He returns with several large binders full of small slides, now a half-century old. They show small huts with dirt floors and colorfully dressed villagers. This chapter of Breidenthal’s life had its share of successes, such as when he helped save a Mien woman’s life by carrying her on his back from her village toward the nearest medical clinic. At the halfway point, he flagged down a pickup that carried her the rest of the journey. The woman reached the clinic in time. She had been in a coma for over a week, but the medical staff were able to revive her. Eventually, as Breidenthal learned later, she became a Christian.
There were plenty of disappointments as well. Some villages were unreceptive and forced him to move on. Others welcomed him as a physician but not as a preacher. Despite these setbacks, his two years living among the Mien led to friendships and connections in which he would continue to invest over the ensuing decades. Years later, he helped Mien believers start a church in Chiang Mai.
The creation of Bangkok’s first Bible college
In the mid-20th century, Thailand’s small Christian population faced a dilemma. Churches were suffering from a dearth of preachers, and many who did enter the ministry had few opportunities to pursue formal theological training. Some moved to other countries to study, but this solution had serious disadvantages: it was expensive, and many Thais who went abroad for school found work there after graduating.
Before the early 1970s, Bangkok did not have a degree-granting seminary or Bible college. Several missions agencies and denominations had started small theological schools, but local believers and missionaries felt the need for a flagship evangelical institution in the capital. In 1970, they turned the vision into a reality: Thai believers donated needed resources such as a building and funds. OMF and the Christian and Missionary Alliance decided to work together on the project, ensuring that the school would be interdenominational. Now the nascent school just needed a director.
The board of the newly founded Bangkok Bible College (BBC) asked Breidenthal to serve as its first leader—and its only full-time teacher. He accepted. After returning to Bangkok from his work with the Mien, he moved into the dilapidated two-story house that would be the school’s first dormitory, classroom, and office.
Training generations of Thai pastors
The next batch of photographs includes a shot of Breidenthal in his late 30s standing next to five young Thai men in white dress shirts and ties. This was BBC’s first cohort of students in 1971. Among them is Chumsaeng Reong, a Thai believer who had grown up in a nominally Christian home (his grandfather who immigrated from China was a Christian) and was interested in learning more about the Bible. An elder at his church suggested he study with an impressive American doctor who was starting a Bible college. The elder promised that the doctor was like a “Bible encyclopedia.”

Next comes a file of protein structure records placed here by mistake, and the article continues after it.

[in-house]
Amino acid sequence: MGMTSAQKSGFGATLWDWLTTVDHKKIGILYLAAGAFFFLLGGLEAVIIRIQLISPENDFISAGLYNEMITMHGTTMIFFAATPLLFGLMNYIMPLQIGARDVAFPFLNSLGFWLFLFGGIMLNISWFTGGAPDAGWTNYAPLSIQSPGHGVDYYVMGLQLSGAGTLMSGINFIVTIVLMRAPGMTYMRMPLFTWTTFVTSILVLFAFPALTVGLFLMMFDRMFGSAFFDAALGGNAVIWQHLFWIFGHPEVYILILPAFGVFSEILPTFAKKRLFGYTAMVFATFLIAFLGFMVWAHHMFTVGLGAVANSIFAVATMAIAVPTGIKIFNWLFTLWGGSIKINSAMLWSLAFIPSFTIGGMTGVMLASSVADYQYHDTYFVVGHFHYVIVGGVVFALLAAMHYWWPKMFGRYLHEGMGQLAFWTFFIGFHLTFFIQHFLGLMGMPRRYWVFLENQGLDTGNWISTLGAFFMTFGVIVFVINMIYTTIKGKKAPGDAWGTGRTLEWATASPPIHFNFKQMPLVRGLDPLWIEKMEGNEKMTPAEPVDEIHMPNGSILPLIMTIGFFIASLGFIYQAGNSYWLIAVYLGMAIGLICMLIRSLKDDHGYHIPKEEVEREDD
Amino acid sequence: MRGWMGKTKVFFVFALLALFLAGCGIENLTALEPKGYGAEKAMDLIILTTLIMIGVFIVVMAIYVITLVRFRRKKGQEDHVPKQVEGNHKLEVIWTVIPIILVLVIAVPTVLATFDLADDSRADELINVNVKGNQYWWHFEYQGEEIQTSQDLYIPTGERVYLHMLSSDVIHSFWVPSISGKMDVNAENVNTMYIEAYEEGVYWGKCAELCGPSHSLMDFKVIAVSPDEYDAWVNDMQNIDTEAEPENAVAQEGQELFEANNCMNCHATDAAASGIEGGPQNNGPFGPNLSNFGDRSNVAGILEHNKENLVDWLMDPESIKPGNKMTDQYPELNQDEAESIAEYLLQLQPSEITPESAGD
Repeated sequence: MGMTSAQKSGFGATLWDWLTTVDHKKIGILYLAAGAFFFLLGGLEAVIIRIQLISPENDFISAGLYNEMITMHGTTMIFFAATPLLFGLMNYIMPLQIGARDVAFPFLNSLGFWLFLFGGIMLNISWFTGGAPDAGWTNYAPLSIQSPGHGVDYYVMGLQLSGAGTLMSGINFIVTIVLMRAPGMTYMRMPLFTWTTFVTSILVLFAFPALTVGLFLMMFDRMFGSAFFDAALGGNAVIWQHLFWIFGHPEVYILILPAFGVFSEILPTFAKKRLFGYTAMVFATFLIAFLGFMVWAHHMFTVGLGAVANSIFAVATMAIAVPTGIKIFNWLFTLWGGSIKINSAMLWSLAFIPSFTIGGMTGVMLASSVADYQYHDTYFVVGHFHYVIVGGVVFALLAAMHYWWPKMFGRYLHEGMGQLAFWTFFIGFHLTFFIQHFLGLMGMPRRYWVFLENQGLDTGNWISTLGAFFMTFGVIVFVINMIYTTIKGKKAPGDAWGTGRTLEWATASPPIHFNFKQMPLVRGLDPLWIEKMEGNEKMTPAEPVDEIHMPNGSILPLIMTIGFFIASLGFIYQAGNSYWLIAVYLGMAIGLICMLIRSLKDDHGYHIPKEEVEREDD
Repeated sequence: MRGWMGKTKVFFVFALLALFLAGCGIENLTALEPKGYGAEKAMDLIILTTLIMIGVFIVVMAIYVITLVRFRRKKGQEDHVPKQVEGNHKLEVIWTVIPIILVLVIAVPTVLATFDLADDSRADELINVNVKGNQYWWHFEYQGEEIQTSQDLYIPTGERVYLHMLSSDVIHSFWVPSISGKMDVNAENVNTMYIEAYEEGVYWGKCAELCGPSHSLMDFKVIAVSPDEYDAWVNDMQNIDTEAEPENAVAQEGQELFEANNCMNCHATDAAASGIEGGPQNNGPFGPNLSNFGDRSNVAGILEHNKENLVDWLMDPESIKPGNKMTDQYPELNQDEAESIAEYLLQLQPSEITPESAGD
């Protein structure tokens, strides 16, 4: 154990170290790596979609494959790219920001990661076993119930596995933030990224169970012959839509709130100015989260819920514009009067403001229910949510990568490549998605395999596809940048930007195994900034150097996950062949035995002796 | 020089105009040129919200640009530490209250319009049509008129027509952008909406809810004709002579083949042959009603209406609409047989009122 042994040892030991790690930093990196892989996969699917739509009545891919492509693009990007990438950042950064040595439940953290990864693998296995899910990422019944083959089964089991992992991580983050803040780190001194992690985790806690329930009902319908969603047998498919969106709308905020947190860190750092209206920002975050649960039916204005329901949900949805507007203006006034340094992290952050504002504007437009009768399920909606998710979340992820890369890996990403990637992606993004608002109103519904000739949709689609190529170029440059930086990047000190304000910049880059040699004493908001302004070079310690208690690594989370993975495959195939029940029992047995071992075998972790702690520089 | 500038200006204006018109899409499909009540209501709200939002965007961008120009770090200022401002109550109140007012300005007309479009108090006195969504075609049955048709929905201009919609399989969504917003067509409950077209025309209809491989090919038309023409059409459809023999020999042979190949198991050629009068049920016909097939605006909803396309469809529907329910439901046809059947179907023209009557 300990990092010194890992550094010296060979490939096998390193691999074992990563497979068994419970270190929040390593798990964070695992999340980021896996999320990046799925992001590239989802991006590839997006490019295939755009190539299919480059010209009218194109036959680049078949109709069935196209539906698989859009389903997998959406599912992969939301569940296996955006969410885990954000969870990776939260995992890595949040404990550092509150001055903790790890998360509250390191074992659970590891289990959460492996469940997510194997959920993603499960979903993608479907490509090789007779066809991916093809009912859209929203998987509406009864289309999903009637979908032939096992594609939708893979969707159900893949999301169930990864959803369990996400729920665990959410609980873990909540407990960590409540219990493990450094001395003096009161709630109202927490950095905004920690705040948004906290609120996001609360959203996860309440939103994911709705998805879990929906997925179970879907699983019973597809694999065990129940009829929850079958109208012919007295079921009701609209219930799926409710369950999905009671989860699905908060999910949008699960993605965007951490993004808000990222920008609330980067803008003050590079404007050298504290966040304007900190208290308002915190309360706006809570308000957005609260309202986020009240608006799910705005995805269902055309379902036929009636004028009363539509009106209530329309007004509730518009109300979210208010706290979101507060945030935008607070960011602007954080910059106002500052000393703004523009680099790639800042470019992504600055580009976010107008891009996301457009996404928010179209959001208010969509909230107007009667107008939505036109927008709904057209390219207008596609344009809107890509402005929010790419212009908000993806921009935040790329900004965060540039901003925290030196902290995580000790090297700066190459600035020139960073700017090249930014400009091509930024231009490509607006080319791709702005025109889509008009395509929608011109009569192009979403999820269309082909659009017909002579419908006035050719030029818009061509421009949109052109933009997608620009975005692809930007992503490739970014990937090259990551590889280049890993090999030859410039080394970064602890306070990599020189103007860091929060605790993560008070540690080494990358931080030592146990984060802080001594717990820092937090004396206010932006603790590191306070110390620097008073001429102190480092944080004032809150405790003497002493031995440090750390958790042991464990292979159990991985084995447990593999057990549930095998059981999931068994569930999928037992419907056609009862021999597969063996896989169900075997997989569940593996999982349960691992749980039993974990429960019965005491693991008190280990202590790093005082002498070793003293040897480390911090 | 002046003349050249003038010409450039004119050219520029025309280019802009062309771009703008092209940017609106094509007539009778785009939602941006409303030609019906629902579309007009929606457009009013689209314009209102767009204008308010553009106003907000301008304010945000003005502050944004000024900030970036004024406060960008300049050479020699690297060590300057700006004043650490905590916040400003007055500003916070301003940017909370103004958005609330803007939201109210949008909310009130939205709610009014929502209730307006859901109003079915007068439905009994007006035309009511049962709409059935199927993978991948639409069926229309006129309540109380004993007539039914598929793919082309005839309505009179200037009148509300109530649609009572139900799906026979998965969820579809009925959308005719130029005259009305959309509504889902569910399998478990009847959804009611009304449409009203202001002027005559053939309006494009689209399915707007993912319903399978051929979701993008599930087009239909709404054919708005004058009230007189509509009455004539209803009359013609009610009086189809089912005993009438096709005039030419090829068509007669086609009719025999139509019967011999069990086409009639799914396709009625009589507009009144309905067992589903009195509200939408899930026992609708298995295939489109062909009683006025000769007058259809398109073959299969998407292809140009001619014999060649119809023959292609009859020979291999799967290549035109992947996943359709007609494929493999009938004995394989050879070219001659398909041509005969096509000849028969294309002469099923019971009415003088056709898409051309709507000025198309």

When Reong arrived for the beginning of the semester, he was the second student to move in. He soon learned that only three other students would be joining them. “If [this doctor] is so great, why are there so few students?” he remembers thinking. “And why is the building so shabby?”
Despite that initial disillusionment, Reong, now 72, remembers his time at BBC as “a special formation.” Since Breidenthal lived with the students in the ramshackle house, spiritual discussions often extended well past the official end of class time. “[We discussed] questions after questions after questions at the dining table,” Reong recollects. After five years of study at BBC, he went on to become a pastor, seminary instructor, and founding director of the Wycliffe Thai Foundation.
Today, BBC is Bangkok Bible Seminary. The old house is gone, replaced by several buildings featuring well-equipped classrooms, an impressive library, and a large assembly hall. A robust faculty has replaced the single full-time position from the early years, and the current director, Manoch Chaengmook, is another of Breidenthal’s former students. The seminary offers in-person and online instruction and currently serves almost 1,000 Thais.
After retiring from BBC in 1995, Breidenthal moved from Bangkok to Chiang Mai, where he helped establish the Chiang Mai Bible Center. At first, students came to his house for classes. The center continued to develop and eventually became Chiang Mai Theological Seminary, where he continued to teach until 2018. Today the school has about 150 students.